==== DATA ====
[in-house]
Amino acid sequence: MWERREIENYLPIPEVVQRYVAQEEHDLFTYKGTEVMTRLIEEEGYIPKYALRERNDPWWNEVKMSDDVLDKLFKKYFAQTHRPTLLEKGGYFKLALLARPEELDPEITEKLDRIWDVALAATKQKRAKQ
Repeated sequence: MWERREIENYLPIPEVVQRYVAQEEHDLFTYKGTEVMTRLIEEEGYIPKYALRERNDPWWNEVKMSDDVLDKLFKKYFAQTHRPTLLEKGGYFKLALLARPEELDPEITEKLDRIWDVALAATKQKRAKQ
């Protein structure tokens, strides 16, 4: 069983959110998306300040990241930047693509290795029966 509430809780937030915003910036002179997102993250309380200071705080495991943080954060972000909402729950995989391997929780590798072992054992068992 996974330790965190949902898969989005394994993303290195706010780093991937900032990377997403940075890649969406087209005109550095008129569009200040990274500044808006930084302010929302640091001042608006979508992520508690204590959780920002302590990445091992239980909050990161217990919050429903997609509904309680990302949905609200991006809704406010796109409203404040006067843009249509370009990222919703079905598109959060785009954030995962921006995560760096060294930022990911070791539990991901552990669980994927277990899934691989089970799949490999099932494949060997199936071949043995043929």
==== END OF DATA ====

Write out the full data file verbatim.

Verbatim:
[in-house]
Amino acid sequence: MWERREIENYLPIPEVVQRYVAQEEHDLFTYKGTEVMTRLIEEEGYIPKYALRERNDPWWNEVKMSDDVLDKLFKKYFAQTHRPTLLEKGGYFKLALLARPEELDPEITEKLDRIWDVALAATKQKRAKQ
Repeated sequence: MWERREIENYLPIPEVVQRYVAQEEHDLFTYKGTEVMTRLIEEEGYIPKYALRERNDPWWNEVKMSDDVLDKLFKKYFAQTHRPTLLEKGGYFKLALLARPEELDPEITEKLDRIWDVALAATKQKRAKQ
């Protein structure tokens, strides 16, 4: 069983959110998306300040990241930047693509290795029966 509430809780937030915003910036002179997102993250309380200071705080495991943080954060972000909402729950995989391997929780590798072992054992068992 996974330790965190949902898969989005394994993303290195706010780093991937900032990377997403940075890649969406087209005109550095008129569009200040990274500044808006930084302010929302640091001042608006979508992520508690204590959780920002302590990445091992239980909050990161217990919050429903997609509904309680990302949905609200991006809704406010796109409203404040006067843009249509370009990222919703079905598109959060785009954030995962921006995560760096060294930022990911070791539990991901552990669980994927277990899934691989089970799949490999099932494949060997199936071949043995043929």